Education spin-off from Indian RWH
As Delhi hosts national Mass Awareness Week on Rainwater Harvesting for India (see News), Dr Rolf Leutert, president of the philanthropic Bicentenary Foundation at Georg Fischer AG, explains how RWH projects are not only improving clean water provision in some villages but improving literacy rates among women and children.
The practice of rainwater harvesting (RWH), collecting water where it falls, is an ancient tradition, undertaken for many generations and still found all over the world. Swiss manufacturer Georg Fischer (GF), in partnership with the Barefoot College in India, and its leader Bunker Roy, is supporting a number of projects aimed at re-establishing old RWH structures in Rajastan and in the Himalayan state of Sikkim.
The main focus of the projects is to upgrade tanks; by increasing tank size and volume, more water can be collected. Where 200L is already being collected, the potential is for 20,000L. For a mere $5000, tanks and piping systems for the collection of up to 100,000L are being installed in India.
The collection area, usually the roof of a building, is cleansed annually, before the monsoon rains arrive, and the greater the water collection area, the greater the amount of water needing storage. In addition, pipes to transport the water from the collecting surfaces to the tanks and reservoirs are needed.
The water stored in the tanks can be used during the dry season and in the best-case scenario, the supply is sufficient to sustain the community year round, without the expense of water delivery by carrier.
RWH at school
In India, women and children are usually responsible for fetching the family's daily water supply. Women and children living in remote areas frequently have restricted access to primary education and are, therefore, often illiterate.
By using the schoolhouse roof of the Government Primary School in the village of Hathan Cheda in Rajastan to collect rainwater, for example, the essential occupation of water collection was combined with the highly desirable objective of educating children. It has been proven that in areas with RWH incorporated into school roofs, the indirect benefit of greatly improved literacy has been achieved.
Selection and monitoring
All the projects chosen by GF are closely monitored and checked against certain project criteria:
· The agency undertaking the project must have experience of water projects and neces- sary cultural understanding.
· Projects have to be of a reasonable size, in the region of US$100,000 each.
· The primary purpose of all pro- jects must be one or more of the following: ensuring survival, improving health, preventing migration, disaster recovery or training and education.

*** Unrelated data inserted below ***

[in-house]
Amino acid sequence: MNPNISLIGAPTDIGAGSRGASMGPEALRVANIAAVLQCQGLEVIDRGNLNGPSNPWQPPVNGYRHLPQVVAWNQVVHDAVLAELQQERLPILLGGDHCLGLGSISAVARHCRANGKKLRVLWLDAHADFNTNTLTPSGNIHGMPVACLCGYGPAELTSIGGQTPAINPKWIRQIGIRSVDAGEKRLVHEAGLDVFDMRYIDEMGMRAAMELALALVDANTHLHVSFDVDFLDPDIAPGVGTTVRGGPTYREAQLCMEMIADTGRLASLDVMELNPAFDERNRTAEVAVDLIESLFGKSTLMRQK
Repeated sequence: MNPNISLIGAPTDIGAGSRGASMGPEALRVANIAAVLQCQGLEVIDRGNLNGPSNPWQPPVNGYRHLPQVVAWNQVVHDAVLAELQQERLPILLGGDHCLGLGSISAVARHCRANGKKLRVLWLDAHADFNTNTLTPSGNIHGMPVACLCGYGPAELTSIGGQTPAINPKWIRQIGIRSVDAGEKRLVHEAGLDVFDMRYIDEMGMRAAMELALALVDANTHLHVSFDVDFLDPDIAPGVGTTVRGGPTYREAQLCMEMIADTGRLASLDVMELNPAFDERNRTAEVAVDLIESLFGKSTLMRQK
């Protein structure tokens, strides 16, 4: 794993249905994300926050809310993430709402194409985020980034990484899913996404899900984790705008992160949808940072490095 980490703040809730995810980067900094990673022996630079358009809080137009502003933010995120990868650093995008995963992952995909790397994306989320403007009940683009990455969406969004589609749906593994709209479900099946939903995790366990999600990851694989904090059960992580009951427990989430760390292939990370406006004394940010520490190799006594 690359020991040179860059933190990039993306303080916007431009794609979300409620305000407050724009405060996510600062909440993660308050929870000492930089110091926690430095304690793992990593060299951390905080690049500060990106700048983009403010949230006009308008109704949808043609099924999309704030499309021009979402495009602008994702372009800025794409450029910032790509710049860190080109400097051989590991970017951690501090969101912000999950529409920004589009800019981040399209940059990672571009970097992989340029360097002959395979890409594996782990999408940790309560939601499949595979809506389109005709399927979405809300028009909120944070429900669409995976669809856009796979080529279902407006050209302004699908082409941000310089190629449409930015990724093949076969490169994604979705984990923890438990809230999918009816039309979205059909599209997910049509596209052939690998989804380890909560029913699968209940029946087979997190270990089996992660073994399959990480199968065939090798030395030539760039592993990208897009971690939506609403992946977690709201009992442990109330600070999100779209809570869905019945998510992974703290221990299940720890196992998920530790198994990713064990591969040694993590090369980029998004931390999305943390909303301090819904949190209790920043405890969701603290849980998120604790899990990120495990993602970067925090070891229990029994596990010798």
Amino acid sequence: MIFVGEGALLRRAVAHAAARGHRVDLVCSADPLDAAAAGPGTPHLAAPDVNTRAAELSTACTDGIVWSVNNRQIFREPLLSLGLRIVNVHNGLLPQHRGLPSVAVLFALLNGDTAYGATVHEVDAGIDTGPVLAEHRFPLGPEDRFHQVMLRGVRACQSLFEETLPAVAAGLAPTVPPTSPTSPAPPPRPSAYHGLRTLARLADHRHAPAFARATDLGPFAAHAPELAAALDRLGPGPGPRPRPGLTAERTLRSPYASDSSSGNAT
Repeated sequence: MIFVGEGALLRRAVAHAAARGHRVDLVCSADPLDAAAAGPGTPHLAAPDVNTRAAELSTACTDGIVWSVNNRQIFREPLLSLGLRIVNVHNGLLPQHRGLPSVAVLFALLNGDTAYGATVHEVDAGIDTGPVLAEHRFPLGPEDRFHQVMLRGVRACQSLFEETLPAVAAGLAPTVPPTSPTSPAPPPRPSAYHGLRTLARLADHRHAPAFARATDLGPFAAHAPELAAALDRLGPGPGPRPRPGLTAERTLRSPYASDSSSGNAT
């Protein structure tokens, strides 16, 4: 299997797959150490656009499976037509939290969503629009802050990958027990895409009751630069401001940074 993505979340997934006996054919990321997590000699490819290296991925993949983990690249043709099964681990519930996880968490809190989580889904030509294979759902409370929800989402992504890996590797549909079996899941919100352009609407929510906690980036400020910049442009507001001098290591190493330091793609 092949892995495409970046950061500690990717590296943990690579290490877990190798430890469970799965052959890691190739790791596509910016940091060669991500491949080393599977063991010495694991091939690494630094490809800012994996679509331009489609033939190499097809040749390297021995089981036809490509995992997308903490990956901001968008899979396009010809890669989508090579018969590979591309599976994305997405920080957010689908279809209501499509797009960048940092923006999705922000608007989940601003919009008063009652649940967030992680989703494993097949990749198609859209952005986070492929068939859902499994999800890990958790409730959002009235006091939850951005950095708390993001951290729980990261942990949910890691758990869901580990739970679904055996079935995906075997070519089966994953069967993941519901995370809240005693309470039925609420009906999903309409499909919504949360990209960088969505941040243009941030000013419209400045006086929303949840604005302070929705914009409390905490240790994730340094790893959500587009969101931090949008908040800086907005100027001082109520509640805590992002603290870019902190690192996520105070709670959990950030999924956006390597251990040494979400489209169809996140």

· Social compatibility and local political involvement are crucial.
· Local resources such as material and labour must be utilized, abiding by local terms and conditions.
· Projects must be sustainable using simple technology so that the local community can undertake maintenance.
Clean Water Projects: a history
In 2002 Georg Fischer shareholders voted unanimously to forgo a bicentenary dividend of one Swiss franc per share, in order to fund the creation of a philanthropic foundation, with the focus on 'clean water'. The object is to use the ¬2.58 million fund to help as many people as possible, throughout the world.
GF works exclusively with experienced aid organisations such as Swissaid, Mass Education, Helvetas, Die Wüste Lebt and Vivas Major, who select, monitor and assist the project on the ground. This ensures that the financial resources made available bring the maximum benefit and have a lasting effect.
Currently, 44 projects in more than 20 countries are in progress, the majority in Africa and Asia, but help has also been provided to flood-affected communities in Germany and Switzerland.
The foundation is independent of GF's manufacture and sales business. Its purpose is to promote effective and sustainable drinking water projects.
The company does not insist on its philanthropic projects using in-house piping systems.
In the case of RWH projects in India, for example, sustainability is better achieved by using local solutions because equipment is easier to maintain and is not subject to high import taxes. It is always the project execution agency that makes the decision on what kind of technoogy and specialist skills they want from us.
All Bicentenary Foundation projects contribute to the fulfilment of the UN Millennium Development Goals. By providing clean drinking water, GF is helping to eradicate poverty and improve the education and health of some 100,000 people in developing countries.
GF is convinced that it is doing its part to improve living conditions in an appropriate way and would be delighted to see other foundations and corporations help to improve water quality throughout the world.
Contact: Georg Fischer